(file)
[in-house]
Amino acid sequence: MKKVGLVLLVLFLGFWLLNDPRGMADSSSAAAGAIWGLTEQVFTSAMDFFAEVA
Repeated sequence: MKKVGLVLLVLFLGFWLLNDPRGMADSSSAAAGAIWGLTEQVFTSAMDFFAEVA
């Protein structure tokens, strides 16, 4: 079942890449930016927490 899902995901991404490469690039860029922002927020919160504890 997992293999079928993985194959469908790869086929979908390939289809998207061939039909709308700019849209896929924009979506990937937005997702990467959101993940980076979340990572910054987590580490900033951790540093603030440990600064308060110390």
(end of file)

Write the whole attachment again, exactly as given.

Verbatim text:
[in-house]
Amino acid sequence: MKKVGLVLLVLFLGFWLLNDPRGMADSSSAAAGAIWGLTEQVFTSAMDFFAEVA
Repeated sequence: MKKVGLVLLVLFLGFWLLNDPRGMADSSSAAAGAIWGLTEQVFTSAMDFFAEVA
């Protein structure tokens, strides 16, 4: 079942890449930016927490 899902995901991404490469690039860029922002927020919160504890 997992293999079928993985194959469908790869086929979908390939289809998207061939039909709308700019849209896929924009979506990937937005997702990467959101993940980076979340990572910054987590580490900033951790540093603030440990600064308060110390």